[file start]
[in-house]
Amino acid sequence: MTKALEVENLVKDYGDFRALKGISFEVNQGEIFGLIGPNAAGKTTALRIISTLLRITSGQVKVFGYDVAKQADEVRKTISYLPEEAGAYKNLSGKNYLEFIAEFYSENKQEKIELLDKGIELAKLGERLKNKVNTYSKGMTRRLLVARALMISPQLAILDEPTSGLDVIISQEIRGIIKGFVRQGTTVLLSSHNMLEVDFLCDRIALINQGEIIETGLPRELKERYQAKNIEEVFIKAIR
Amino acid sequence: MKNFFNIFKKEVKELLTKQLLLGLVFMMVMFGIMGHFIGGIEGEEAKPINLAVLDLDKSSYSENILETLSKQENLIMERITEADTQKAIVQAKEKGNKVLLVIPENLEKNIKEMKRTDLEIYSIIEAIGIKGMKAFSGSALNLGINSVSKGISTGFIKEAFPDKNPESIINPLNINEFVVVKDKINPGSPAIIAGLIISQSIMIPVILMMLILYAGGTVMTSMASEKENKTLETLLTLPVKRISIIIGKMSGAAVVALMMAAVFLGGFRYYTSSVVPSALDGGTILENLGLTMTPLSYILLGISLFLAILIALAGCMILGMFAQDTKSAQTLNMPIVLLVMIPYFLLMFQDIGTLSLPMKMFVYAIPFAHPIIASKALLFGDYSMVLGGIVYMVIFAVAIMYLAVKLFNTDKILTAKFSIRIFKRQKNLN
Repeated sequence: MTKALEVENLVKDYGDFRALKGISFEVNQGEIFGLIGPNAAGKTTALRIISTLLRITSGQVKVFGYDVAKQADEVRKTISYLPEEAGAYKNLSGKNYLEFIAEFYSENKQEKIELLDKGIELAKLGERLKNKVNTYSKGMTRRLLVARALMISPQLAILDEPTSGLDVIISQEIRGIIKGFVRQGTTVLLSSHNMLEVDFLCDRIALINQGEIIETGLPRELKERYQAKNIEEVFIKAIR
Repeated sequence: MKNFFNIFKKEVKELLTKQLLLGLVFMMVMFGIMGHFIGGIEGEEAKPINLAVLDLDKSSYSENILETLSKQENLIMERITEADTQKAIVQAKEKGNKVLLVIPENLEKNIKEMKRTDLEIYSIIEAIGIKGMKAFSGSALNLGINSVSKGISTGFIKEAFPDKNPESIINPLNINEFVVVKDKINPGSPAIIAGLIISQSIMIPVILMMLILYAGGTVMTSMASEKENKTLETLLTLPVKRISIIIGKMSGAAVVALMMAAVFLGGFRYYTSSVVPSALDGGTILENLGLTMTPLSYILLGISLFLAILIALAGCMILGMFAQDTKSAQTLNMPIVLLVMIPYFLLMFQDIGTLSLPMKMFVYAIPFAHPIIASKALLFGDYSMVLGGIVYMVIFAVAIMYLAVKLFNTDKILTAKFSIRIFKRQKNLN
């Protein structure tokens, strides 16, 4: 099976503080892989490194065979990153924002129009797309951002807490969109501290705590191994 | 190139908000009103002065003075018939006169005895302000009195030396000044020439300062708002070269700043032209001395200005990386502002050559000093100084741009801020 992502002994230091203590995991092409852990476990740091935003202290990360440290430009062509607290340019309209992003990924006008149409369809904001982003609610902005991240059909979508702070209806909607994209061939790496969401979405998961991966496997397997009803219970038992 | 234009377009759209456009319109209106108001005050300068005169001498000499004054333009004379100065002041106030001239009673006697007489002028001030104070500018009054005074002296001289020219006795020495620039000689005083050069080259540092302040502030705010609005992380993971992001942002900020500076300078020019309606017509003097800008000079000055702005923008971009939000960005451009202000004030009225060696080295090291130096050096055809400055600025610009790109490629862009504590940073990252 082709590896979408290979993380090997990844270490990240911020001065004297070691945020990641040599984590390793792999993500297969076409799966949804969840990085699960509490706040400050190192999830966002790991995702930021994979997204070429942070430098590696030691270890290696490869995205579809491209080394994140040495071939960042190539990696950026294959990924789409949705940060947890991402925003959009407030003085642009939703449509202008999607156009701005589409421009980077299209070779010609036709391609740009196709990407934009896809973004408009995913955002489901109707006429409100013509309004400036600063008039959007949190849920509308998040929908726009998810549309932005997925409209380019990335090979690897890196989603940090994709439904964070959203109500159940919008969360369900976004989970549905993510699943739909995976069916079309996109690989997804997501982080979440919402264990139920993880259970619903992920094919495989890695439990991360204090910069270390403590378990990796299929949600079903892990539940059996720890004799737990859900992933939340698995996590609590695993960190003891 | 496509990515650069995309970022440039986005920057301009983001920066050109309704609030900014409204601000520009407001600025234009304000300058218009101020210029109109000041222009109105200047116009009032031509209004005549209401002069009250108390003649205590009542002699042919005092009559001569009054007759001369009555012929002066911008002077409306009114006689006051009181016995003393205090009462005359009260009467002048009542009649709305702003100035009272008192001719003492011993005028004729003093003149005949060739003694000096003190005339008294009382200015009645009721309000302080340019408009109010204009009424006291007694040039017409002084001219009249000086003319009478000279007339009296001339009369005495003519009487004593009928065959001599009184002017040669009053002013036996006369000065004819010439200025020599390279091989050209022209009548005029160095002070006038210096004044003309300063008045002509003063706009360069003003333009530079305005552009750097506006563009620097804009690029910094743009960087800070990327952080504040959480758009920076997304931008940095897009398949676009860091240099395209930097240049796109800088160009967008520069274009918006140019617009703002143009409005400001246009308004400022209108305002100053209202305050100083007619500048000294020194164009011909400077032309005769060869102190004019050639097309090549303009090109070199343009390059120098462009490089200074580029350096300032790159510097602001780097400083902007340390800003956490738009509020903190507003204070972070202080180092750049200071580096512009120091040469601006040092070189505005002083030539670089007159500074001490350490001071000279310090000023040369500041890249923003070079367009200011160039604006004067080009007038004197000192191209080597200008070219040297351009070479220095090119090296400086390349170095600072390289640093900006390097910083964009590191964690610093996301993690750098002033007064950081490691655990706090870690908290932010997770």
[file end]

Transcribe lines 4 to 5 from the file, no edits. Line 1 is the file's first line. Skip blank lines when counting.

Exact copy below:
Repeated sequence: MTKALEVENLVKDYGDFRALKGISFEVNQGEIFGLIGPNAAGKTTALRIISTLLRITSGQVKVFGYDVAKQADEVRKTISYLPEEAGAYKNLSGKNYLEFIAEFYSENKQEKIELLDKGIELAKLGERLKNKVNTYSKGMTRRLLVARALMISPQLAILDEPTSGLDVIISQEIRGIIKGFVRQGTTVLLSSHNMLEVDFLCDRIALINQGEIIETGLPRELKERYQAKNIEEVFIKAIR
Repeated sequence: MKNFFNIFKKEVKELLTKQLLLGLVFMMVMFGIMGHFIGGIEGEEAKPINLAVLDLDKSSYSENILETLSKQENLIMERITEADTQKAIVQAKEKGNKVLLVIPENLEKNIKEMKRTDLEIYSIIEAIGIKGMKAFSGSALNLGINSVSKGISTGFIKEAFPDKNPESIINPLNINEFVVVKDKINPGSPAIIAGLIISQSIMIPVILMMLILYAGGTVMTSMASEKENKTLETLLTLPVKRISIIIGKMSGAAVVALMMAAVFLGGFRYYTSSVVPSALDGGTILENLGLTMTPLSYILLGISLFLAILIALAGCMILGMFAQDTKSAQTLNMPIVLLVMIPYFLLMFQDIGTLSLPMKMFVYAIPFAHPIIASKALLFGDYSMVLGGIVYMVIFAVAIMYLAVKLFNTDKILTAKFSIRIFKRQKNLN